"This has nothing to do with the politicizing of whether to defund the police or not," said council member Chemberly Cummings. She said public comments about police funding, as well as some emails council members had received, led her to clarify the issue. She called Monday's vote a routine decision on pay increases that happens at most jobs. The bigger issues of police reform, and how Normal chooses to fund its police force, "can be discussed in budget sessions later this year," she said.

Nord agreed the vote was not about police funding. But then he turned the conversation specifically to funding. 

Nord asked whether Normal officers had enough funding for tools or training. He cited the summer unrest following the police killing of George Floyd on May 25 in Minneapolis. And he talked about looting later that week at Target, 301 Veterans Parkway, in Normal. Nord said the event left business owners having their confidence shaken in police protection, and whether the force had enough funding for tools or training.

A discussion followed about the issue of council members taking topics off focus. McCarthy, who acted as mayor protem in Mayor Chris Koos’ absence, reminded the council to keep conversation reasonably focused on the contract at hand. However, he did offer NPD the opportunity to respond.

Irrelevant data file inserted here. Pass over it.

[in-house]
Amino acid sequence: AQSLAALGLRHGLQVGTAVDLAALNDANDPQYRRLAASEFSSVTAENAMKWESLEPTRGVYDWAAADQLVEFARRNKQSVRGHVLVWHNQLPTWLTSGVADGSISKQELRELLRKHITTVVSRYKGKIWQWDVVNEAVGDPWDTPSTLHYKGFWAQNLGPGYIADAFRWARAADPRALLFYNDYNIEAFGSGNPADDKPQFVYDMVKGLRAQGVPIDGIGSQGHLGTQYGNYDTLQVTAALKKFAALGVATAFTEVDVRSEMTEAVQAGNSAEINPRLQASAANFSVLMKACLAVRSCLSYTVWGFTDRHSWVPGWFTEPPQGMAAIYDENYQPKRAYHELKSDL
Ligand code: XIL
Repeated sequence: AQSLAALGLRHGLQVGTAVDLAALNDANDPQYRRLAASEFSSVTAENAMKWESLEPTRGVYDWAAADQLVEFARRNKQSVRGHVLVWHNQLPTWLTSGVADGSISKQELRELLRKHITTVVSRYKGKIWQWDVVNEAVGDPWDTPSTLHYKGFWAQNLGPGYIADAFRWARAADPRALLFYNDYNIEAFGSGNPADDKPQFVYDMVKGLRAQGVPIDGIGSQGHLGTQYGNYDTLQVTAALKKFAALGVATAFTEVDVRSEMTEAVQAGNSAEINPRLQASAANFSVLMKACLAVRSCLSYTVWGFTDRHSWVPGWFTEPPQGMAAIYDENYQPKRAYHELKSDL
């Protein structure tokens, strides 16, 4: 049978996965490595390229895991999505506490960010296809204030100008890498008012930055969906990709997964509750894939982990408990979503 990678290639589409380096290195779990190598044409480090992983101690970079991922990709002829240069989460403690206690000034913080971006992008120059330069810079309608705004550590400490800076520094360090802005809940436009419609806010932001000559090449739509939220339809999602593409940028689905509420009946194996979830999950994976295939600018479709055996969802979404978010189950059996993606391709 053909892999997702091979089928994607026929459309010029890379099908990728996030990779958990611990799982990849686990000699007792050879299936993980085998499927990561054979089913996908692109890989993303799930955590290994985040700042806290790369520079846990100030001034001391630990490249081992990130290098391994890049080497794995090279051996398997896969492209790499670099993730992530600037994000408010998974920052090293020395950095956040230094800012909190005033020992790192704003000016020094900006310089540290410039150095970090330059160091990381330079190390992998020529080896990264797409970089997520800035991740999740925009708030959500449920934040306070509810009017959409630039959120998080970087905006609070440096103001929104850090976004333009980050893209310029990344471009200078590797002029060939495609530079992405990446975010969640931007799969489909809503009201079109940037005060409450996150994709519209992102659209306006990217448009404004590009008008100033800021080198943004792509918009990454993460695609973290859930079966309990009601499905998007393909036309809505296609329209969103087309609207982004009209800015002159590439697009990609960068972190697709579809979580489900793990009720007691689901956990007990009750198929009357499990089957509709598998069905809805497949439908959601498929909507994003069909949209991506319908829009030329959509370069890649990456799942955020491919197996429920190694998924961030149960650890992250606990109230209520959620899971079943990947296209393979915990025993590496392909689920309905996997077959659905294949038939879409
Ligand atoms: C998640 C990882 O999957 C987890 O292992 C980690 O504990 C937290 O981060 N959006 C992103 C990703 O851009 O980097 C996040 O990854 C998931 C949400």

NPD Chief Rick Bleichner said while the department previously talked to the council about the May 31 looting, he’d be happy to come back and discuss the matter again.

“There’s been a lot made on both sides about staff leaving the Target store,” that night, he said. Saying  NPD is adequately trained, he said Normal police quickly assessed the situation that night, and the substantial amount of force that would have been needed to overcome the situation, if they stayed.

“That action would have posed a serious risk to staff, would have posed injury or potential death, to either officers or the public,” he said. NPD consciously chose to protect lives over property, added Bleichner. He noted much of the police work associated with the May 31 incident prevented similar situations in the town, and that more than 40 arrests were made in connection with the criminal activity.

Nord then told Bleichner he intended for his comments to be in support of NPD, and not a criticism.

Also at the meeting, the council approved 

  • Exterior design plans for the future Crunch Fitness facility that is moving into the former Hobby Lobby space at the Shoppes at College Hills. The 10-year-old New York-based company will be permitted to hang a 350-square-foot sign on its orange exterior. 
  • Renewing the self-insured group plan with AD&D, for the city’s employee group health, dental, and life insurance plan. New rates that include a 3.8% premium increase for Blue Cross/Blue Shield health insurance, are effective January 2021, and come in under budget, saving the town about $75,000, according to council materials.  
  • A nearly $120,000 agreement with HCIactive and eHealth for city employee wellness services. The town formerly worked with Interactive Health, which went bankrupt in June.